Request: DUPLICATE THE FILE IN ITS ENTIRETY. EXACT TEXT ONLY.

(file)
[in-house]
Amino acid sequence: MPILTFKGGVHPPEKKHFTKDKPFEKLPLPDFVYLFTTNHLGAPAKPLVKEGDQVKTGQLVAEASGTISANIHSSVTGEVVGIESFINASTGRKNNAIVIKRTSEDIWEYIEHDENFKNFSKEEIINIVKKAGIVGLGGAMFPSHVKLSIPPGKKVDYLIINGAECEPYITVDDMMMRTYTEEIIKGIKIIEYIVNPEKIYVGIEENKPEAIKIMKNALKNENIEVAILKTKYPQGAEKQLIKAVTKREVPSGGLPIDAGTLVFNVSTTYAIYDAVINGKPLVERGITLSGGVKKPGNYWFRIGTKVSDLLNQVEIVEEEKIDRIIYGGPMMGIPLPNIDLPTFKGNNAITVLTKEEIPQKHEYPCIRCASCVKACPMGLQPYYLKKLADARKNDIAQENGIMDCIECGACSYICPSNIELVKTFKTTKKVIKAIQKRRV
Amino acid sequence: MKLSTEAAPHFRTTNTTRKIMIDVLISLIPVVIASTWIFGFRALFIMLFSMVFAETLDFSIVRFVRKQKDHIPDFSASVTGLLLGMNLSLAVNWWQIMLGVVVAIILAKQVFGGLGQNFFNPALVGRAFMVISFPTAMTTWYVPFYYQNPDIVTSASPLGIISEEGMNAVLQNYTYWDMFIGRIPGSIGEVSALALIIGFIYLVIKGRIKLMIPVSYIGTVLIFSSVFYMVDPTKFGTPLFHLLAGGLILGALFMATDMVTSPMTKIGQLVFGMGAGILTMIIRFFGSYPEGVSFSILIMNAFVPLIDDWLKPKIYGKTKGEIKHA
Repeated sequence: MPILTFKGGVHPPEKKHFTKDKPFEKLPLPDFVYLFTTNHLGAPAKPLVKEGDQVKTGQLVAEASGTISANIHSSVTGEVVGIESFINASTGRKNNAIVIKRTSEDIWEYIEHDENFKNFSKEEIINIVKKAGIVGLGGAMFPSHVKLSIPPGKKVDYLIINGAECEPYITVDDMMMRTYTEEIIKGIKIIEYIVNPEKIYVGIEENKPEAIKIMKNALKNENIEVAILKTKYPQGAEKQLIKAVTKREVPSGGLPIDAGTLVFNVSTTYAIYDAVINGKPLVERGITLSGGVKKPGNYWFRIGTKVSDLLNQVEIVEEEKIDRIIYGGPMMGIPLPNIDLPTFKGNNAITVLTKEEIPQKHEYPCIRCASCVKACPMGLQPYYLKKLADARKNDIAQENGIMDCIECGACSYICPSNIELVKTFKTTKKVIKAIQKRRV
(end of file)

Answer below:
[in-house]
Amino acid sequence: MPILTFKGGVHPPEKKHFTKDKPFEKLPLPDFVYLFTTNHLGAPAKPLVKEGDQVKTGQLVAEASGTISANIHSSVTGEVVGIESFINASTGRKNNAIVIKRTSEDIWEYIEHDENFKNFSKEEIINIVKKAGIVGLGGAMFPSHVKLSIPPGKKVDYLIINGAECEPYITVDDMMMRTYTEEIIKGIKIIEYIVNPEKIYVGIEENKPEAIKIMKNALKNENIEVAILKTKYPQGAEKQLIKAVTKREVPSGGLPIDAGTLVFNVSTTYAIYDAVINGKPLVERGITLSGGVKKPGNYWFRIGTKVSDLLNQVEIVEEEKIDRIIYGGPMMGIPLPNIDLPTFKGNNAITVLTKEEIPQKHEYPCIRCASCVKACPMGLQPYYLKKLADARKNDIAQENGIMDCIECGACSYICPSNIELVKTFKTTKKVIKAIQKRRV
Amino acid sequence: MKLSTEAAPHFRTTNTTRKIMIDVLISLIPVVIASTWIFGFRALFIMLFSMVFAETLDFSIVRFVRKQKDHIPDFSASVTGLLLGMNLSLAVNWWQIMLGVVVAIILAKQVFGGLGQNFFNPALVGRAFMVISFPTAMTTWYVPFYYQNPDIVTSASPLGIISEEGMNAVLQNYTYWDMFIGRIPGSIGEVSALALIIGFIYLVIKGRIKLMIPVSYIGTVLIFSSVFYMVDPTKFGTPLFHLLAGGLILGALFMATDMVTSPMTKIGQLVFGMGAGILTMIIRFFGSYPEGVSFSILIMNAFVPLIDDWLKPKIYGKTKGEIKHA
Repeated sequence: MPILTFKGGVHPPEKKHFTKDKPFEKLPLPDFVYLFTTNHLGAPAKPLVKEGDQVKTGQLVAEASGTISANIHSSVTGEVVGIESFINASTGRKNNAIVIKRTSEDIWEYIEHDENFKNFSKEEIINIVKKAGIVGLGGAMFPSHVKLSIPPGKKVDYLIINGAECEPYITVDDMMMRTYTEEIIKGIKIIEYIVNPEKIYVGIEENKPEAIKIMKNALKNENIEVAILKTKYPQGAEKQLIKAVTKREVPSGGLPIDAGTLVFNVSTTYAIYDAVINGKPLVERGITLSGGVKKPGNYWFRIGTKVSDLLNQVEIVEEEKIDRIIYGGPMMGIPLPNIDLPTFKGNNAITVLTKEEIPQKHEYPCIRCASCVKACPMGLQPYYLKKLADARKNDIAQENGIMDCIECGACSYICPSNIELVKTFKTTKKVIKAIQKRRV